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Does the Universe Have a Purpose?

October 08, 2007

Templeton_logo_sm Don't know how many of you saw the two-page Templeton Foundation spread in the Week in Review section of yesterday's New York Times (print edition only), but I was struck by both its subject matter and what it must have cost. It's not unusual to see an ad purchased by a global oil company or large multinational displayed prominently within the op-ed/commentary section of the Times, but I can't ever recall seeing a two-page spread from a private foundation -- let alone one devoted to a discussion of metaphysics. As for cost, based on figures that surfaced after last month's MoveOn.org/"General Betray Us" controversy, I'm guessing the Templeton folks spent upwards of $250,000 on the ad -- not a lot for ExxonMobil, perhaps, but a good chunk of change all the same.

The ad presents excerpts from what it calls a series of conversations about the "big questions" -- everything from explorations into the laws of nature and the universe to questions on the nature of love, gratitude, forgiveness, and creativity. In 54-point type, it poses the question, "Does the universe have a purpose?" and then presents the wide-ranging views of leading scientists and scholars -- people like Elie Wiesel, Jane Goodall, the astrophysicist Neil deGrasse Tyson, the essayist and computer scientist David Gelertner, and the cosmologist Paul Davies. In an age increasingly characterized by reductionist views of complex problems, it's a heartfelt and strangely old-fashioned attempt to promote dialogue and understanding between two seemingly irreconcilable world views, science and religion.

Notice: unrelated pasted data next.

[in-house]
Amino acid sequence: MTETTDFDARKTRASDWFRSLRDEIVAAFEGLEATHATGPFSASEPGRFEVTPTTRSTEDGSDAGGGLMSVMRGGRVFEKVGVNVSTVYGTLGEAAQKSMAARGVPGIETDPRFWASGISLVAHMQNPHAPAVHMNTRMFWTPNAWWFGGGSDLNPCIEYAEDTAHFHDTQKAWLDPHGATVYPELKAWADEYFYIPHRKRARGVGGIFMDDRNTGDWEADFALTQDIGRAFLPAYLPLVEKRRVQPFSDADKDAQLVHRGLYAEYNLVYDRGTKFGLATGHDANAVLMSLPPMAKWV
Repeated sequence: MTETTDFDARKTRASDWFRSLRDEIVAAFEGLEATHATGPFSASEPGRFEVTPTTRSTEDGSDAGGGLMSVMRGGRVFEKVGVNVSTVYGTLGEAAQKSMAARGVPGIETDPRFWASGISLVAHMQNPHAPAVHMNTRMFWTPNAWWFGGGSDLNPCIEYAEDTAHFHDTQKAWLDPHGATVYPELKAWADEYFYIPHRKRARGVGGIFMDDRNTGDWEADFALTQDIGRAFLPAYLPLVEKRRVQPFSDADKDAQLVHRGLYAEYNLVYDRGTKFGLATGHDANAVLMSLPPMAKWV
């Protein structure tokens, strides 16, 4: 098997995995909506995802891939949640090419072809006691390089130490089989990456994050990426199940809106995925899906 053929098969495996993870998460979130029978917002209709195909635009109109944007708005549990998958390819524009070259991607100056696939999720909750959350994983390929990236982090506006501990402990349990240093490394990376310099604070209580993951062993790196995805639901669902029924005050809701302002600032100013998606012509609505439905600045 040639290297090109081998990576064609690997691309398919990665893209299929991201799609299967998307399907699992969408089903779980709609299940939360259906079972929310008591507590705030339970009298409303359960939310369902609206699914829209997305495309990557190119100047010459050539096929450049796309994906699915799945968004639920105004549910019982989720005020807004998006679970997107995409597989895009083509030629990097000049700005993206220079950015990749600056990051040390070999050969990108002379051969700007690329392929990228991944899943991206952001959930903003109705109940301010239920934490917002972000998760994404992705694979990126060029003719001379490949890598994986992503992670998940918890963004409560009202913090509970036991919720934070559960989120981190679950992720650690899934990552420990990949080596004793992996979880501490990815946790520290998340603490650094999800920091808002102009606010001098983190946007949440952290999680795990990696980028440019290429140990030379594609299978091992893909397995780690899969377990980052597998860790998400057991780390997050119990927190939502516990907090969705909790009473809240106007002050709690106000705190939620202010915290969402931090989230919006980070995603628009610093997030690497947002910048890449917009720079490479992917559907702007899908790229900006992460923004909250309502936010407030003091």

Oh, and if you're keeping score, the dozen essayists responded to the question with three "yeses," two "no's," an "unlikely," a "very likely," one "certainly," one "not sure," an "indeed," a "perhaps," and one "I hope so."

To read the essays in their entirety and/or to learn more about the authors, go here.

-- Mitch Nauffts

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Posted by Matt  |   October 08, 2007 at 05:34 PM

An interesting question, and the answers that these thinkers provide provoke more thought. Regardless of how much the foundation spent, its goal of spurring this type of discussion outside a classroom or bar is noble and worth examining. There is value to thought and debate.

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